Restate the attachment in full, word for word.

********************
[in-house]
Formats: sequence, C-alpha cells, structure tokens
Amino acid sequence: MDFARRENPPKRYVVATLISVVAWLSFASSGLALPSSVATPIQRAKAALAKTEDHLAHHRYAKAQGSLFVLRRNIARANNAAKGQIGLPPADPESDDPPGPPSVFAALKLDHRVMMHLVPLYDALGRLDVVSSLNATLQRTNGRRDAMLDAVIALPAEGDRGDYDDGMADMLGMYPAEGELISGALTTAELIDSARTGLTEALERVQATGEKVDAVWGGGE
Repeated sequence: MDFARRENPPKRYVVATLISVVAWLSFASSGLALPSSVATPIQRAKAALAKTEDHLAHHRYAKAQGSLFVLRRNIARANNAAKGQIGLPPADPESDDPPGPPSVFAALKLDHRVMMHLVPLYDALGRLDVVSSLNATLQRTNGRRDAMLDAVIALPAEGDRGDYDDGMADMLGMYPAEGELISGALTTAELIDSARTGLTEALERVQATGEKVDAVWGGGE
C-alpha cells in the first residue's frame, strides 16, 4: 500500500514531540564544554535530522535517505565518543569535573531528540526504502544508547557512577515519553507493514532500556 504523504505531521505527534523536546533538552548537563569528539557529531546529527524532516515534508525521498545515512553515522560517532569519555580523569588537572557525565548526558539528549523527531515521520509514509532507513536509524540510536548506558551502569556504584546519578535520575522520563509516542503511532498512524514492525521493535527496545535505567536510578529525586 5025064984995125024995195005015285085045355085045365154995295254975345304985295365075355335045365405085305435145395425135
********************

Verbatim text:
[in-house]
Formats: sequence, C-alpha cells, structure tokens
Amino acid sequence: MDFARRENPPKRYVVATLISVVAWLSFASSGLALPSSVATPIQRAKAALAKTEDHLAHHRYAKAQGSLFVLRRNIARANNAAKGQIGLPPADPESDDPPGPPSVFAALKLDHRVMMHLVPLYDALGRLDVVSSLNATLQRTNGRRDAMLDAVIALPAEGDRGDYDDGMADMLGMYPAEGELISGALTTAELIDSARTGLTEALERVQATGEKVDAVWGGGE
Repeated sequence: MDFARRENPPKRYVVATLISVVAWLSFASSGLALPSSVATPIQRAKAALAKTEDHLAHHRYAKAQGSLFVLRRNIARANNAAKGQIGLPPADPESDDPPGPPSVFAALKLDHRVMMHLVPLYDALGRLDVVSSLNATLQRTNGRRDAMLDAVIALPAEGDRGDYDDGMADMLGMYPAEGELISGALTTAELIDSARTGLTEALERVQATGEKVDAVWGGGE
C-alpha cells in the first residue's frame, strides 16, 4: 500500500514531540564544554535530522535517505565518543569535573531528540526504502544508547557512577515519553507493514532500556 504523504505531521505527534523536546533538552548537563569528539557529531546529527524532516515534508525521498545515512553515522560517532569519555580523569588537572557525565548526558539528549523527531515521520509514509532507513536509524540510536548506558551502569556504584546519578535520575522520563509516542503511532498512524514492525521493535527496545535505567536510578529525586 5025064984995125024995195005015285085045355085045365154995295254975345304985295365075355335045365405085305435145395425135